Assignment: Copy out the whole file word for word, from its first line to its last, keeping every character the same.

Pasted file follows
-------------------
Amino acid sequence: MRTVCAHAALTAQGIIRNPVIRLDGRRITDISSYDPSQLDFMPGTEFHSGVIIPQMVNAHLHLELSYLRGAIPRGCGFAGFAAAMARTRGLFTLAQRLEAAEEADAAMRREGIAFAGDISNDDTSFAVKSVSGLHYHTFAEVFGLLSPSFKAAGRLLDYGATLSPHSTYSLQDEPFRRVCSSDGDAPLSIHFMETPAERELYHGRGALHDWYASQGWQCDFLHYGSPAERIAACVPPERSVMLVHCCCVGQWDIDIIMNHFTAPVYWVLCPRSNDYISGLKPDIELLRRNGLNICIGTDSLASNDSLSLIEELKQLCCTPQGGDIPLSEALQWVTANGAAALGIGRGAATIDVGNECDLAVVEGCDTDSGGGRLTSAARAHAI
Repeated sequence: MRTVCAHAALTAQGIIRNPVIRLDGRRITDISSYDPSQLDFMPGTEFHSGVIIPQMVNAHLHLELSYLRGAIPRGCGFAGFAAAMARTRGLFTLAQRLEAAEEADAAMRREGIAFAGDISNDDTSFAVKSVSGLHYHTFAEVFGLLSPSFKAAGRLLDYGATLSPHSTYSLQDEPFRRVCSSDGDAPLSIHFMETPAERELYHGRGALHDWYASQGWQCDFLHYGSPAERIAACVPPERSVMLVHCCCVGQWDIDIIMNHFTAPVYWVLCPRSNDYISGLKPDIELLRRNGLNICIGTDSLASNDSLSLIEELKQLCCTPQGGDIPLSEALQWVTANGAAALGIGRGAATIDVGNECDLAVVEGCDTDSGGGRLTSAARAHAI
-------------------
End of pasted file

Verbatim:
Amino acid sequence: MRTVCAHAALTAQGIIRNPVIRLDGRRITDISSYDPSQLDFMPGTEFHSGVIIPQMVNAHLHLELSYLRGAIPRGCGFAGFAAAMARTRGLFTLAQRLEAAEEADAAMRREGIAFAGDISNDDTSFAVKSVSGLHYHTFAEVFGLLSPSFKAAGRLLDYGATLSPHSTYSLQDEPFRRVCSSDGDAPLSIHFMETPAERELYHGRGALHDWYASQGWQCDFLHYGSPAERIAACVPPERSVMLVHCCCVGQWDIDIIMNHFTAPVYWVLCPRSNDYISGLKPDIELLRRNGLNICIGTDSLASNDSLSLIEELKQLCCTPQGGDIPLSEALQWVTANGAAALGIGRGAATIDVGNECDLAVVEGCDTDSGGGRLTSAARAHAI
Repeated sequence: MRTVCAHAALTAQGIIRNPVIRLDGRRITDISSYDPSQLDFMPGTEFHSGVIIPQMVNAHLHLELSYLRGAIPRGCGFAGFAAAMARTRGLFTLAQRLEAAEEADAAMRREGIAFAGDISNDDTSFAVKSVSGLHYHTFAEVFGLLSPSFKAAGRLLDYGATLSPHSTYSLQDEPFRRVCSSDGDAPLSIHFMETPAERELYHGRGALHDWYASQGWQCDFLHYGSPAERIAACVPPERSVMLVHCCCVGQWDIDIIMNHFTAPVYWVLCPRSNDYISGLKPDIELLRRNGLNICIGTDSLASNDSLSLIEELKQLCCTPQGGDIPLSEALQWVTANGAAALGIGRGAATIDVGNECDLAVVEGCDTDSGGGRLTSAARAHAI